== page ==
SINGAPORE – The balance in Parliament remains important even as Singapore fights Covid-19 together, said Workers’ Party (WP) chief Pritam Singh on Saturday (June 27), as he urged Singaporeans to vote to ensure there is a credible opposition in the House.
Speaking at the party’s candidate introduction press conference, Mr Singh noted that the ruling People’s Action Party (PAP) will have a strong mandate even if the WP wins all the 21 seats it is contesting.
“The PAP are going to contest in 93 seats, the Workers Party is contesting in 21 seats, and that leaves us potentially 72 seats in PAP’s hands. I’m not sure whether that equates to a weak mandate. I think that’s still a strong mandate for the PAP,” he said.
“So what I believe Singaporeans should also consider is, as all of us collectively fight Covid-19, what about the balance in Parliament?”
Mr Singh also responded to a question about how the WP would react if their candidates find themselves in the same circumstances as PAP candidate Ivan Lim, who has been criticised online by some who say they have had bad experiences with him in the past.
He said all candidates fielded by his party are observed for a period as volunteers and then as party members before they are considered for elections, but even then, there is no guarantee that they will not have skeletons in their closet.
Most WP members start out as volunteers before they become full members and this process allows the party leaders and senior party members to observe and make judgment calls about a person, before they decide if he or she is “able to serve the public wholeheartedly”, Mr Singh added.
He said the party has on occasion also spoken to the employers and friends of potential candidates.
But he added that there is “no fail-safe mechanism out there” and what the party can do is to make decisions based on all the information it has.
The WP introduced five candidates on Saturday, three of whom are contesting in their first election.
Mr Nathaniel Koh, 36, was a former member of the WP’s youth wing and served as an election agent for the party in 2015 in the now-defunct Sengkang West SMC.
The IT professional who works at security systems supplier Dormakaba Singapore has been married for six years and the couple is expecting their first child in September.
Mr Koh said he joined the WP in 2009, when he was still a student at the Singapore Management University as he believes having diversity in Parliament is crucial to the long-term success of Singapore.
Asked what issues he would like to raise in Parliament, he said more needs to be done to encourage families to have children.
“It’s not necessarily about monetary incentives, like the baby bonus. We have to look at social incentives as well,” he said, adding that policies must encourage both parents to care for their newborn babies and give them more time for childcare.
Mothers who want to re-enter the workforce after childbirth should also be encouraged and enabled to do so.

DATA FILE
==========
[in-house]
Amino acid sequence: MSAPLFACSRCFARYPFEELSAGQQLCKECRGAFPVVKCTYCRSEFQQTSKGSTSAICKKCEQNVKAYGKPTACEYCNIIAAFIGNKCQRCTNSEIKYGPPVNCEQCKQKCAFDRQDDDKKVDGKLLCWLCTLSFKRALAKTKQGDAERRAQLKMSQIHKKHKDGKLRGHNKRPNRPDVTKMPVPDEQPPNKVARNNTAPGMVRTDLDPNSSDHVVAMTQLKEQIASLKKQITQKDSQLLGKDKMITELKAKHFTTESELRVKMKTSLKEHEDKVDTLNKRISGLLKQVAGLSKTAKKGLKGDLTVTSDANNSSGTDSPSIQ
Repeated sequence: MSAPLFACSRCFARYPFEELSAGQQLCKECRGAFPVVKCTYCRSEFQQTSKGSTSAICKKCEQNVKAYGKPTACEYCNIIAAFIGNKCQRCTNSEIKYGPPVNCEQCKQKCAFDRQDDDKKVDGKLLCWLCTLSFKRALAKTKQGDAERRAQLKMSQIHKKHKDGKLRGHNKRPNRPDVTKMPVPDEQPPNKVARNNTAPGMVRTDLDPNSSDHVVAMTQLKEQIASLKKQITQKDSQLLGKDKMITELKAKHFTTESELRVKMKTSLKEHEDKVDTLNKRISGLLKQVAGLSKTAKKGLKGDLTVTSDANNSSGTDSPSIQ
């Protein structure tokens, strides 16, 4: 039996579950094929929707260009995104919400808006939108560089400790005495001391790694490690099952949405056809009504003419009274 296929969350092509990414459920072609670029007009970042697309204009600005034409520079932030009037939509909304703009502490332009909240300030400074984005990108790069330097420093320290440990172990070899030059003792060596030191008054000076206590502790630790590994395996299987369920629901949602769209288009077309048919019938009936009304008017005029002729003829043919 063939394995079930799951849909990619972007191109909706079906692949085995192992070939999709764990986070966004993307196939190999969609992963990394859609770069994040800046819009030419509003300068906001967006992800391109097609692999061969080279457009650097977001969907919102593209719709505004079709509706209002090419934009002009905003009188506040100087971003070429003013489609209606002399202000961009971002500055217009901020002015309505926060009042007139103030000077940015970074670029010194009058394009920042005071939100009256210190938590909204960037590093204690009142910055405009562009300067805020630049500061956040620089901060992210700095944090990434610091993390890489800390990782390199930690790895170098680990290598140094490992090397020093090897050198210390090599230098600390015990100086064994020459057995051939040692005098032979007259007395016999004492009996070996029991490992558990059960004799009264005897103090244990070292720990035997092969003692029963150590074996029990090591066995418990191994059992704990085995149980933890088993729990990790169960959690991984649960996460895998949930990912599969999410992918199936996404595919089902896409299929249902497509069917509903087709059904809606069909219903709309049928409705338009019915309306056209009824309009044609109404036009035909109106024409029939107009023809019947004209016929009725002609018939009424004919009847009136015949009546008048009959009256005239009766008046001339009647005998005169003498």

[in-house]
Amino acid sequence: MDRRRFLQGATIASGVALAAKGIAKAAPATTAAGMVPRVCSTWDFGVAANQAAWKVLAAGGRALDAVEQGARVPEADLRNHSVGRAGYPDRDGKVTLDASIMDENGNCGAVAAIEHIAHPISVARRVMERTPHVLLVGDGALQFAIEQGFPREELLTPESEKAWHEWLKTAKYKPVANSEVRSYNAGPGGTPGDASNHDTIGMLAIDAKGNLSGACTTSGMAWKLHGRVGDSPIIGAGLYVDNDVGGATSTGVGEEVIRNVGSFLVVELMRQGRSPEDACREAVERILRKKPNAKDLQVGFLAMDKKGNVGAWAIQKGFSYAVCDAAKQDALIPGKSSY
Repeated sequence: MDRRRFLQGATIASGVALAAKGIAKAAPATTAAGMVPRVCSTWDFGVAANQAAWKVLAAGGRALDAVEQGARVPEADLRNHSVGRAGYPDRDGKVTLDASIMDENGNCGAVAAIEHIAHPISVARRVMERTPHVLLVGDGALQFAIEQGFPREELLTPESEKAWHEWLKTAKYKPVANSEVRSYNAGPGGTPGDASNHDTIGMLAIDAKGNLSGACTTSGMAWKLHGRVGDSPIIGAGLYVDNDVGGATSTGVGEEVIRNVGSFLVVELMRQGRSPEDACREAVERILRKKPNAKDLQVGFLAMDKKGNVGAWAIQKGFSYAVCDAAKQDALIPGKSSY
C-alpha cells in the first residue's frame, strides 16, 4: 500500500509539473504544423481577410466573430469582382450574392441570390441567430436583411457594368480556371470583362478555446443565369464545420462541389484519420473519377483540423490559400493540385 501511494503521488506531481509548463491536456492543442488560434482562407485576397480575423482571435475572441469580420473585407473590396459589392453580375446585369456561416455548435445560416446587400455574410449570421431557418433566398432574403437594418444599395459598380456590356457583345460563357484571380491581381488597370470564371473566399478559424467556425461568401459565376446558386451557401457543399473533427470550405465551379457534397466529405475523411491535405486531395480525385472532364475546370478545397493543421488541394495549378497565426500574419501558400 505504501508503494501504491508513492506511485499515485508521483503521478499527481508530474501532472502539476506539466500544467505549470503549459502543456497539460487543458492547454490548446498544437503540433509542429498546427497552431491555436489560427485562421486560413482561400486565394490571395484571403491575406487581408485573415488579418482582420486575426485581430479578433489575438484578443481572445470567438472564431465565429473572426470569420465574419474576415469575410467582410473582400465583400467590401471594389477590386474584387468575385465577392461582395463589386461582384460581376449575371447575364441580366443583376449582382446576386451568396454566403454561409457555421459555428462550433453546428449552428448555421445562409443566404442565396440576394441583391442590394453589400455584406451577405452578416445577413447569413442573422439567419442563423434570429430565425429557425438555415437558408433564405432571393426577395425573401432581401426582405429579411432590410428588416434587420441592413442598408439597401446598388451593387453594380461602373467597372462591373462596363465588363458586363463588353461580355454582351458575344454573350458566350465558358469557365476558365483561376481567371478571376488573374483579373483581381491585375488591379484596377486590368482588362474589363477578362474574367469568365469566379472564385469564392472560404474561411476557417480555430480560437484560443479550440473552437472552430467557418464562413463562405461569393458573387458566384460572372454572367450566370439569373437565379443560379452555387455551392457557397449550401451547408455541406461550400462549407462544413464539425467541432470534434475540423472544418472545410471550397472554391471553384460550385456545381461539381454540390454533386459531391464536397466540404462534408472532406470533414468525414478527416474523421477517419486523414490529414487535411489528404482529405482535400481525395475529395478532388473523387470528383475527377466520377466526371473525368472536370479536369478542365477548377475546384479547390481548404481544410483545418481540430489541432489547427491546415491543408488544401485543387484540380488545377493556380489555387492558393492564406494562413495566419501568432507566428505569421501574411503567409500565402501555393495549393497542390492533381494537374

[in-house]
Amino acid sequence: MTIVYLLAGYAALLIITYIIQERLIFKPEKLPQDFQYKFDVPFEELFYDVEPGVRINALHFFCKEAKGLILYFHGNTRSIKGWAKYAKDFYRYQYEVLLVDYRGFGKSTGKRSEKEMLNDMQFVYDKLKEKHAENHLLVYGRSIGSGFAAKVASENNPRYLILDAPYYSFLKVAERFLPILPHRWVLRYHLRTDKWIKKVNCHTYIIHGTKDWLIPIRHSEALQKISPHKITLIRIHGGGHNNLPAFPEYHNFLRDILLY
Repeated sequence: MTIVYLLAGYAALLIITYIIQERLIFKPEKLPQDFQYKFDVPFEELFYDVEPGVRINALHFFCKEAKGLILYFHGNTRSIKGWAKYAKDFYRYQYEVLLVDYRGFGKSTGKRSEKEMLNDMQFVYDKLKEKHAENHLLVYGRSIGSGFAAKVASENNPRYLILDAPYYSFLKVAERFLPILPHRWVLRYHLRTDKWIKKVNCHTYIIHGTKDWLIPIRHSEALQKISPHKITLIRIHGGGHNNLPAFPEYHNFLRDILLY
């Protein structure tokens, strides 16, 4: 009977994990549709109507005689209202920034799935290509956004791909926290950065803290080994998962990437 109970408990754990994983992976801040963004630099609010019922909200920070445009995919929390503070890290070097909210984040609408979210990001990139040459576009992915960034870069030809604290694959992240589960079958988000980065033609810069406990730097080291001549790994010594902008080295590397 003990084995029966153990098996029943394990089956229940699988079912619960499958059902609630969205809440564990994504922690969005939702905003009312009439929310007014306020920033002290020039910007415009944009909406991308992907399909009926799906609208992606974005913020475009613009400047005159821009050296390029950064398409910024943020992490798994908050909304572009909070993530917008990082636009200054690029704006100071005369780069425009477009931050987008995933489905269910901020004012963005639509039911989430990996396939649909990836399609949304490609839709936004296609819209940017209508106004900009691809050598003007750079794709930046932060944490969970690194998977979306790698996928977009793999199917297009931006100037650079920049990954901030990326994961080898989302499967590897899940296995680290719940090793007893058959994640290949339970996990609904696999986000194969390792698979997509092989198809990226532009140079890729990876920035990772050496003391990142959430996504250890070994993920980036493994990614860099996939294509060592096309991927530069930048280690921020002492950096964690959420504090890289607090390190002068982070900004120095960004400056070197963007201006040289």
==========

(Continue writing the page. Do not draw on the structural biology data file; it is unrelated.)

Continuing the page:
Ms Tan Chen Chen, 38, a contracts administrator and trained quantity surveyor, said she had been volunteering with the party in the Bedok area after the previous election in 2015.
Speaking in Mandarin throughout the press conference, the mother of a three-month-old said property prices are an important issue today, especially to young Singaporeans.
She said the prices of Housing Board flats have risen to the point that young people starting out with salaries of between $2,000 and $3,000 will find it difficult to afford a home.
Ms Tan added that the high prices may make it more difficult for today’s young people to have enough to retire later on as they may have to dip into their CPF savings to pay for the flat, and that this is an issue she would like to raise in Parliament.
Lawyer Fadli Fawzi, 40, said he was concerned about the “powerless and marginalised” in Singapore, which he described as a country where power is concentrated in the hands of one party.
He said he “always had a soft spot for the underdog” and had attended opposition rallies since his youth.
“They would always fight hard but they would always lose. But when they won, such as in Aljunied in 2011, it was something special. I guess I saw part of myself in that struggle – always having to fight harder and facing more difficulties to earn your place in the world.”
He added: “This is my promise if elected: I will serve my constituents and the people of Singapore by speaking out for the powerless and speaking truth to power, and I will do this to the best of my abilities,” said Mr Fadli, who is also a town councillor at the Aljunied-Hougang Town Council.
The other two candidates introduced on Saturday had contested in the 2015 general election.
Mr Kenneth Foo Seck Guan, 43, ran in Nee Soon GRC and his team lost to the incumbent PAP, with 33.2 per cent of the vote.
The deputy director in a charity organisation has been a legislative assistant to party chair Sylvia Lim since the start of last year.
Mr Terrence Tan, a lawyer and director at the firm Robertson Chambers, will turn 49 on Nomination Day. He contested Marine Parade GRC in 2015 and his team garnered 35.9 per cent of the vote.
He is the deputy organising secretary in the WP’s central executive committee.
At the session, Mr Singh also said that the WP’s manifesto will be released on Sunday (June 28).
This is the third round of candidate introductions by the WP. A final round on Sunday will complete its slate of 21 candidates.